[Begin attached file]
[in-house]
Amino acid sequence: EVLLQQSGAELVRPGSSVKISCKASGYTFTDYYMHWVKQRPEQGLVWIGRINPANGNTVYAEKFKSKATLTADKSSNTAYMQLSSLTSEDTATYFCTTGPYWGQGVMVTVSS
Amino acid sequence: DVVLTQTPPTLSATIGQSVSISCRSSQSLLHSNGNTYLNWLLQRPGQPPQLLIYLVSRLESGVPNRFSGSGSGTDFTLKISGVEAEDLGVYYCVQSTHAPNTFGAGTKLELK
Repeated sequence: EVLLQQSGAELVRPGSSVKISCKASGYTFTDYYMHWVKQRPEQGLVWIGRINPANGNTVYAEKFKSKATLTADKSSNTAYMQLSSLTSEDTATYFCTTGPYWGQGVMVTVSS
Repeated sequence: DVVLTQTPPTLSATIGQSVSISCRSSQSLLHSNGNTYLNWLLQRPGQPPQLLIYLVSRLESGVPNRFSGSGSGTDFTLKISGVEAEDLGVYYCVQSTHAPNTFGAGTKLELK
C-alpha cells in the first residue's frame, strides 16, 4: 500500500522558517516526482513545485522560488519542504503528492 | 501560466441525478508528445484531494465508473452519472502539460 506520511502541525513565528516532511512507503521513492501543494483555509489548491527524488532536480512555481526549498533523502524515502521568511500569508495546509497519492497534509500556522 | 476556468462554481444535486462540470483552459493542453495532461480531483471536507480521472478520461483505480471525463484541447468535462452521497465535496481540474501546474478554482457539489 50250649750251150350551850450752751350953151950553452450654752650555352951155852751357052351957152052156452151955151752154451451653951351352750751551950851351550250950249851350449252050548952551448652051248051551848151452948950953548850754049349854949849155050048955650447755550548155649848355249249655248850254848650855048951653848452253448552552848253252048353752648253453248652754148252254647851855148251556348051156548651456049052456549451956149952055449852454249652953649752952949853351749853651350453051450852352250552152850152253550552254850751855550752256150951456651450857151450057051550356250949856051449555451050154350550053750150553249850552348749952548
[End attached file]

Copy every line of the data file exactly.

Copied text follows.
[in-house]
Amino acid sequence: EVLLQQSGAELVRPGSSVKISCKASGYTFTDYYMHWVKQRPEQGLVWIGRINPANGNTVYAEKFKSKATLTADKSSNTAYMQLSSLTSEDTATYFCTTGPYWGQGVMVTVSS
Amino acid sequence: DVVLTQTPPTLSATIGQSVSISCRSSQSLLHSNGNTYLNWLLQRPGQPPQLLIYLVSRLESGVPNRFSGSGSGTDFTLKISGVEAEDLGVYYCVQSTHAPNTFGAGTKLELK
Repeated sequence: EVLLQQSGAELVRPGSSVKISCKASGYTFTDYYMHWVKQRPEQGLVWIGRINPANGNTVYAEKFKSKATLTADKSSNTAYMQLSSLTSEDTATYFCTTGPYWGQGVMVTVSS
Repeated sequence: DVVLTQTPPTLSATIGQSVSISCRSSQSLLHSNGNTYLNWLLQRPGQPPQLLIYLVSRLESGVPNRFSGSGSGTDFTLKISGVEAEDLGVYYCVQSTHAPNTFGAGTKLELK
C-alpha cells in the first residue's frame, strides 16, 4: 500500500522558517516526482513545485522560488519542504503528492 | 501560466441525478508528445484531494465508473452519472502539460 506520511502541525513565528516532511512507503521513492501543494483555509489548491527524488532536480512555481526549498533523502524515502521568511500569508495546509497519492497534509500556522 | 476556468462554481444535486462540470483552459493542453495532461480531483471536507480521472478520461483505480471525463484541447468535462452521497465535496481540474501546474478554482457539489 50250649750251150350551850450752751350953151950553452450654752650555352951155852751357052351957152052156452151955151752154451451653951351352750751551950851351550250950249851350449252050548952551448652051248051551848151452948950953548850754049349854949849155050048955650447755550548155649848355249249655248850254848650855048951653848452253448552552848253252048353752648253453248652754148252254647851855148251556348051156548651456049052456549451956149952055449852454249652953649752952949853351749853651350453051450852352250552152850152253550552254850751855550752256150951456651450857151450057051550356250949856051449555451050154350550053750150553249850552348749952548